Showing posts tagged: tsumego


Sunday Problem #25

To complete the set, this sample problem is from the advanced section of Maeda’s Tsumego Collection.

Black to play.


Sunday Problem #24

While last week’s Sunday problem was from the elementary section of Maeda’s Tsumego Collection, this week’s problem is from the intermediate section.

Black to play.

Solution
Solution
The key to this problem is the non-obvious black 5. If Black captured the two stones instead, white 5 would capture the black group whole; therefore, sacrificing the three stones to the right is the best Black can do. After black 7, Black lives with a minimal shape.

Sunday Problem #23

This week’s problem is from Maeda Nobuaki 9p’s three-part tsumego collection, titled simply (Maeda Tsumego-Shū), or Maeda’s Tsumego Collection. The three volumes together contain 585 relatively basic life-and-death problems that make for good reading practice for players of all levels.

A shortened version of the second volume can be bought on SmartGo Books under the title ‘Life …

Read the full post here!


Sunday Problem #19

The carpenter’s square or ichigō-masu (, meaning a small wooden container with a volume of 0.1804 litres) is one of the more dreaded tsumego shapes, especially by kyū players, which makes it an excellent topic for a Sunday Problem.

Should Black go for the carpenter’s square, or is there a better option available?

Black to play.

Solution
Standard …

Read the full post here!


Sunday Problem #17

This problem is also from Xuanxuan Qijing, or ‘The Gateway to All Marvels’. This problem is titled , or the ‘Fox-Catching Arrow’, apparently because the shape ‘looks like the arrow’s head’ – personally, however, I fail to see the resemblance.

While its name may be dubious, the problem itself is one of the most ingenious I have seen.

Black …

Read the full post here!


Sunday Problem #16

This problem is from Xuanxuan Qijing, a Chinese tsumego collection classic from the 14th century; its English translation is named ‘Gateway to All Marvels’. This collection, along with Gokyō Shumyō, forms a set of tsumego books that all aspiring professional players learn by heart.

All problems in Xuanxuan Qijing have a title; this problem is called or ‘An Old …

Read the full post here!


Sunday Problem #15

This problem is from a classic tsumego collection by Hon’inbō Shūsai called or Shikatsu Myōki. This name is notoriously difficult to translate into English: while shikatsu means life-and-death, myōki is a Buddhist term referring to excellent adhering to Buddhist teachings. Presumably this is meant in the sense that ‘if you manage to solve all these problems, your reading will …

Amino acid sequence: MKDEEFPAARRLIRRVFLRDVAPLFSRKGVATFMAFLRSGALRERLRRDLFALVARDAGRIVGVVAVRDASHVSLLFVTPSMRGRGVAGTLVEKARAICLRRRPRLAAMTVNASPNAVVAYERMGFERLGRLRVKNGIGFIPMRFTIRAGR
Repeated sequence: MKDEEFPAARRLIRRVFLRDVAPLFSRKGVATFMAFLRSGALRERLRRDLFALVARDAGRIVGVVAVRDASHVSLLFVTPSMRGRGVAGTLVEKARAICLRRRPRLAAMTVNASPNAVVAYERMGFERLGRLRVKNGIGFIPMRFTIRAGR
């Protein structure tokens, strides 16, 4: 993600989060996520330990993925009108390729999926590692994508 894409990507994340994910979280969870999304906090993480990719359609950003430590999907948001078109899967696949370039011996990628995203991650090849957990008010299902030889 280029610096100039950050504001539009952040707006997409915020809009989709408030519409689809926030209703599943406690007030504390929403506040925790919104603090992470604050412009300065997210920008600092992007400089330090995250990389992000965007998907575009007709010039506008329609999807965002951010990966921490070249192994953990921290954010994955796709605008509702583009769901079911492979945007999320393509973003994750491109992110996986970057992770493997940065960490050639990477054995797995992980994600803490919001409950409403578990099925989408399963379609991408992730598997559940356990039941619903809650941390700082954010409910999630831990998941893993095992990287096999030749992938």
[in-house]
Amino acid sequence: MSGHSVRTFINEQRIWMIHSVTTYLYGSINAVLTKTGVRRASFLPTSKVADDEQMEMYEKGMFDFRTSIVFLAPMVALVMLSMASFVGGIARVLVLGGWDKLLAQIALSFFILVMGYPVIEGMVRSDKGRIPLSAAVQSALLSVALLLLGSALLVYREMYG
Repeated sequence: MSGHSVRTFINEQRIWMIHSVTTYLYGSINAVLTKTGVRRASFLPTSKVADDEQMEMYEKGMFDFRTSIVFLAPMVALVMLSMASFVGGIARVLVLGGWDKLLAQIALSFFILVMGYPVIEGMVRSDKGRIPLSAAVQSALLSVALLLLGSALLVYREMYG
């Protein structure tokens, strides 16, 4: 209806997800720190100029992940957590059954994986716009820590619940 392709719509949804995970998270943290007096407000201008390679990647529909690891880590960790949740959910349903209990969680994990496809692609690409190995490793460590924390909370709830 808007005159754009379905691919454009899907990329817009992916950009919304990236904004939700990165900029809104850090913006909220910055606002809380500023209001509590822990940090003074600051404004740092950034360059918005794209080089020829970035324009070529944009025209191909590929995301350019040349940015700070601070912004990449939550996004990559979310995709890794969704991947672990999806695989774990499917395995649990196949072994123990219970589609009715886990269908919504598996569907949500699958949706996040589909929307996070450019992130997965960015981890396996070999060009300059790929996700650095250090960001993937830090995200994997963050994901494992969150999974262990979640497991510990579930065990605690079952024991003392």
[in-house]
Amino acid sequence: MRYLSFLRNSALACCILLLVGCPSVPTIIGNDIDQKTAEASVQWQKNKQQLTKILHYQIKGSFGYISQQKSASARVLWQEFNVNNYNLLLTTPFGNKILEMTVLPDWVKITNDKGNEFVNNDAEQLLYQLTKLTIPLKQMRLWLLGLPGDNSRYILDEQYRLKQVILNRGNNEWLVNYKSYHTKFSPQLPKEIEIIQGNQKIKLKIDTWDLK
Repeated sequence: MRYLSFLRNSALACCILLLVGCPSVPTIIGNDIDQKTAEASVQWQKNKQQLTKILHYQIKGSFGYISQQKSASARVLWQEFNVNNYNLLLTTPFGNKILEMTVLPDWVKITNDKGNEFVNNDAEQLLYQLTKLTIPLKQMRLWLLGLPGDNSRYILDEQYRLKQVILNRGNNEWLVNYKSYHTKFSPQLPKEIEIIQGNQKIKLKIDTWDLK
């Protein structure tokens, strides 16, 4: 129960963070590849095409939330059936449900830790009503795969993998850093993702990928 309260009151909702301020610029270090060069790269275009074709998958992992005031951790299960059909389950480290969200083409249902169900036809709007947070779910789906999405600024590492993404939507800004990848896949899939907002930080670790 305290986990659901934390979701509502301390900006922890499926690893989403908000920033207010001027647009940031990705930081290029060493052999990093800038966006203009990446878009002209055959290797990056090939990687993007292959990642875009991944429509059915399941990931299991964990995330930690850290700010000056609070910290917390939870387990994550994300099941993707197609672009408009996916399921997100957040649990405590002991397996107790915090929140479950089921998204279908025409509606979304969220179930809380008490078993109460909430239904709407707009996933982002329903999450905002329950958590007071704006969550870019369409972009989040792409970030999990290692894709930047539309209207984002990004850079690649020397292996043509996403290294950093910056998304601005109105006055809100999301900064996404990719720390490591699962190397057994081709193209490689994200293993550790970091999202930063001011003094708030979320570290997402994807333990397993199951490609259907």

Read the full post here!


Sunday Problem #14

This problem is from my recent teaching game against Daniel Hu 5d in the bga Strong Player Development Programme. A review of the teaching game can be watched here.

Black to play.

Solution
Slightly suboptimal solution
Black’s hane of combined with the placement of 3 is a strong combination – however, Black has to be wary of White’s resistance …

Read the full post here!


Sunday Problem #13

This problem is from the Japanese tsumego collection, or ‘Collection of Shūkō’s tsumego masterpieces’ by Fujisawa Hideyuki (whose first name can also be read as ‘Shūkō’).

I have received some feedback that the Sunday problems have been too difficult, so this week I tried to pick a slightly easier problem. Still, in my opinion it is not fun if …

Read the full post here!


Sunday Problem #12

This problem is from another of my favorite tsumego collections, or ‘Collection of tsumego masterpieces’ by Sekiyama Riichi, Sekiyama Toshio, and Sekiyama Toshimichi.

Sekiyama Riichi is famous for winning the first Hon’inbō tournament in 1941; Sekiyama Toshio is his son; and Sekiyama Toshimichi is Toshio’s son. As a fun trivia, the ‘Ri’ in Riichi is written with the same …

Read the full post here!


Events

All times are in Helsinki time (eet with summer time).


2nd Corona Cup on November 2 – December 15! Tournament details are here.


Gothenburg Online Open on December 5–6! Tournament details and registration are here.


New pairing for the online league made every 1st and 3rd Saturday of the month.


Public lectures on Twitch every 2nd and 4th Saturday of the month at 1 pm.


Jeff and Mikko stream on Twitch on Fridays at 6 pm.